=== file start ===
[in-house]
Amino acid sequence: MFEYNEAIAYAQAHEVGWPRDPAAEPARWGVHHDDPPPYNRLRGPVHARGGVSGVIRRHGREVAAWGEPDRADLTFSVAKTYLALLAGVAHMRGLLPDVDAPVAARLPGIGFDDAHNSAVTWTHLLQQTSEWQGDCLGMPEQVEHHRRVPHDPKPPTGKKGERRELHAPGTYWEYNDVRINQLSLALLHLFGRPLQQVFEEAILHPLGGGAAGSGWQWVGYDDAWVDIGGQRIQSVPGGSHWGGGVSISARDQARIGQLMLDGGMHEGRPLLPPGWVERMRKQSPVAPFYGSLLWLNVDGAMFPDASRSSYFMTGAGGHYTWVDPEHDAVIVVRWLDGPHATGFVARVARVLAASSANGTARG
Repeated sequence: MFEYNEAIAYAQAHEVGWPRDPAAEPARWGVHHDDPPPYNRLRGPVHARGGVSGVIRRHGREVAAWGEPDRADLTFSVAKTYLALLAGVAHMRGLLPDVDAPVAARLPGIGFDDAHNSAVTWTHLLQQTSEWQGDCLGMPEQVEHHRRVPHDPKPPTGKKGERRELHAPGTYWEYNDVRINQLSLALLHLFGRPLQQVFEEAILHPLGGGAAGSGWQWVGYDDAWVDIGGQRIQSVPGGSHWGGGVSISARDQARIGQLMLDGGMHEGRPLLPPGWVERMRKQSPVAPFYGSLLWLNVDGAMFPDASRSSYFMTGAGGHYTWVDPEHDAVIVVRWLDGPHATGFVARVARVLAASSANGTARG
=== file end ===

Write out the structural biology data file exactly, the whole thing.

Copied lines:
[in-house]
Amino acid sequence: MFEYNEAIAYAQAHEVGWPRDPAAEPARWGVHHDDPPPYNRLRGPVHARGGVSGVIRRHGREVAAWGEPDRADLTFSVAKTYLALLAGVAHMRGLLPDVDAPVAARLPGIGFDDAHNSAVTWTHLLQQTSEWQGDCLGMPEQVEHHRRVPHDPKPPTGKKGERRELHAPGTYWEYNDVRINQLSLALLHLFGRPLQQVFEEAILHPLGGGAAGSGWQWVGYDDAWVDIGGQRIQSVPGGSHWGGGVSISARDQARIGQLMLDGGMHEGRPLLPPGWVERMRKQSPVAPFYGSLLWLNVDGAMFPDASRSSYFMTGAGGHYTWVDPEHDAVIVVRWLDGPHATGFVARVARVLAASSANGTARG
Repeated sequence: MFEYNEAIAYAQAHEVGWPRDPAAEPARWGVHHDDPPPYNRLRGPVHARGGVSGVIRRHGREVAAWGEPDRADLTFSVAKTYLALLAGVAHMRGLLPDVDAPVAARLPGIGFDDAHNSAVTWTHLLQQTSEWQGDCLGMPEQVEHHRRVPHDPKPPTGKKGERRELHAPGTYWEYNDVRINQLSLALLHLFGRPLQQVFEEAILHPLGGGAAGSGWQWVGYDDAWVDIGGQRIQSVPGGSHWGGGVSISARDQARIGQLMLDGGMHEGRPLLPPGWVERMRKQSPVAPFYGSLLWLNVDGAMFPDASRSSYFMTGAGGHYTWVDPEHDAVIVVRWLDGPHATGFVARVARVLAASSANGTARG